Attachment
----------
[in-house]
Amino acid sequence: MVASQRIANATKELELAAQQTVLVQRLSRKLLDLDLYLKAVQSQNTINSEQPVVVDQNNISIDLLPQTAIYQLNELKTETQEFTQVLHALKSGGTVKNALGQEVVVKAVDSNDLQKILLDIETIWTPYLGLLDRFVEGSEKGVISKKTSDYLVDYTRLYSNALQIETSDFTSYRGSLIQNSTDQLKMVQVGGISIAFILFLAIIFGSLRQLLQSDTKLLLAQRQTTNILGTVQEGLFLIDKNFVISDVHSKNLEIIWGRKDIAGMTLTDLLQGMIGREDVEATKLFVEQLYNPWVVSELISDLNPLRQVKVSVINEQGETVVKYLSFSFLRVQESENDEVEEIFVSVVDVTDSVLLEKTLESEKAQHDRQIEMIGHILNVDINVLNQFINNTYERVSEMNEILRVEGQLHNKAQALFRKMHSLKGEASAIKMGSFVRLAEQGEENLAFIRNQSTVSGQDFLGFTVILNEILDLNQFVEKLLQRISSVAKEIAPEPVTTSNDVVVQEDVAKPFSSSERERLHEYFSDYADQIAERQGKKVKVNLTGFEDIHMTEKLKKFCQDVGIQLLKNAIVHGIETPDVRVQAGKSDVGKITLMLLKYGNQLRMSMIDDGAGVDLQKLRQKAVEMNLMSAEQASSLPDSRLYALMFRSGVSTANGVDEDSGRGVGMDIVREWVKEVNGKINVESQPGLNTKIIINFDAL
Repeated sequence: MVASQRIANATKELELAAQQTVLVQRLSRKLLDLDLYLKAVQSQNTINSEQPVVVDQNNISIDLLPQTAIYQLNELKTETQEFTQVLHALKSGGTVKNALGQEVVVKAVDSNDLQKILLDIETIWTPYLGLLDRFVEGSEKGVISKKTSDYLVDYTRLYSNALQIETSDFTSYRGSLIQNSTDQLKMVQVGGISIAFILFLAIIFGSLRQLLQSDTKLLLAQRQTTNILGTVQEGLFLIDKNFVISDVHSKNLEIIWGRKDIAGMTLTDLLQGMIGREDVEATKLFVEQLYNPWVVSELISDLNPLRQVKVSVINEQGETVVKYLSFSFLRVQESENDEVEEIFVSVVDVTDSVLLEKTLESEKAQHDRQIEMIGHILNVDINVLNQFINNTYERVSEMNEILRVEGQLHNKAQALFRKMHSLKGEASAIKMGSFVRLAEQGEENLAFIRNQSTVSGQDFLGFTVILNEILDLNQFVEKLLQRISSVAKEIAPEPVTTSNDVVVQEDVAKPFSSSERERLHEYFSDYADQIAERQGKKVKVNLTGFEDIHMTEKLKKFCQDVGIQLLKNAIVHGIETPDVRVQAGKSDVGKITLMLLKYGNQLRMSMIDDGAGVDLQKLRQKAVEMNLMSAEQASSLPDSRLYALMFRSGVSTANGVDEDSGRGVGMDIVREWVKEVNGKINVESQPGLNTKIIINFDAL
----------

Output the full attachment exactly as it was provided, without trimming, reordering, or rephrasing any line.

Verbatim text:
[in-house]
Amino acid sequence: MVASQRIANATKELELAAQQTVLVQRLSRKLLDLDLYLKAVQSQNTINSEQPVVVDQNNISIDLLPQTAIYQLNELKTETQEFTQVLHALKSGGTVKNALGQEVVVKAVDSNDLQKILLDIETIWTPYLGLLDRFVEGSEKGVISKKTSDYLVDYTRLYSNALQIETSDFTSYRGSLIQNSTDQLKMVQVGGISIAFILFLAIIFGSLRQLLQSDTKLLLAQRQTTNILGTVQEGLFLIDKNFVISDVHSKNLEIIWGRKDIAGMTLTDLLQGMIGREDVEATKLFVEQLYNPWVVSELISDLNPLRQVKVSVINEQGETVVKYLSFSFLRVQESENDEVEEIFVSVVDVTDSVLLEKTLESEKAQHDRQIEMIGHILNVDINVLNQFINNTYERVSEMNEILRVEGQLHNKAQALFRKMHSLKGEASAIKMGSFVRLAEQGEENLAFIRNQSTVSGQDFLGFTVILNEILDLNQFVEKLLQRISSVAKEIAPEPVTTSNDVVVQEDVAKPFSSSERERLHEYFSDYADQIAERQGKKVKVNLTGFEDIHMTEKLKKFCQDVGIQLLKNAIVHGIETPDVRVQAGKSDVGKITLMLLKYGNQLRMSMIDDGAGVDLQKLRQKAVEMNLMSAEQASSLPDSRLYALMFRSGVSTANGVDEDSGRGVGMDIVREWVKEVNGKINVESQPGLNTKIIINFDAL
Repeated sequence: MVASQRIANATKELELAAQQTVLVQRLSRKLLDLDLYLKAVQSQNTINSEQPVVVDQNNISIDLLPQTAIYQLNELKTETQEFTQVLHALKSGGTVKNALGQEVVVKAVDSNDLQKILLDIETIWTPYLGLLDRFVEGSEKGVISKKTSDYLVDYTRLYSNALQIETSDFTSYRGSLIQNSTDQLKMVQVGGISIAFILFLAIIFGSLRQLLQSDTKLLLAQRQTTNILGTVQEGLFLIDKNFVISDVHSKNLEIIWGRKDIAGMTLTDLLQGMIGREDVEATKLFVEQLYNPWVVSELISDLNPLRQVKVSVINEQGETVVKYLSFSFLRVQESENDEVEEIFVSVVDVTDSVLLEKTLESEKAQHDRQIEMIGHILNVDINVLNQFINNTYERVSEMNEILRVEGQLHNKAQALFRKMHSLKGEASAIKMGSFVRLAEQGEENLAFIRNQSTVSGQDFLGFTVILNEILDLNQFVEKLLQRISSVAKEIAPEPVTTSNDVVVQEDVAKPFSSSERERLHEYFSDYADQIAERQGKKVKVNLTGFEDIHMTEKLKKFCQDVGIQLLKNAIVHGIETPDVRVQAGKSDVGKITLMLLKYGNQLRMSMIDDGAGVDLQKLRQKAVEMNLMSAEQASSLPDSRLYALMFRSGVSTANGVDEDSGRGVGMDIVREWVKEVNGKINVESQPGLNTKIIINFDAL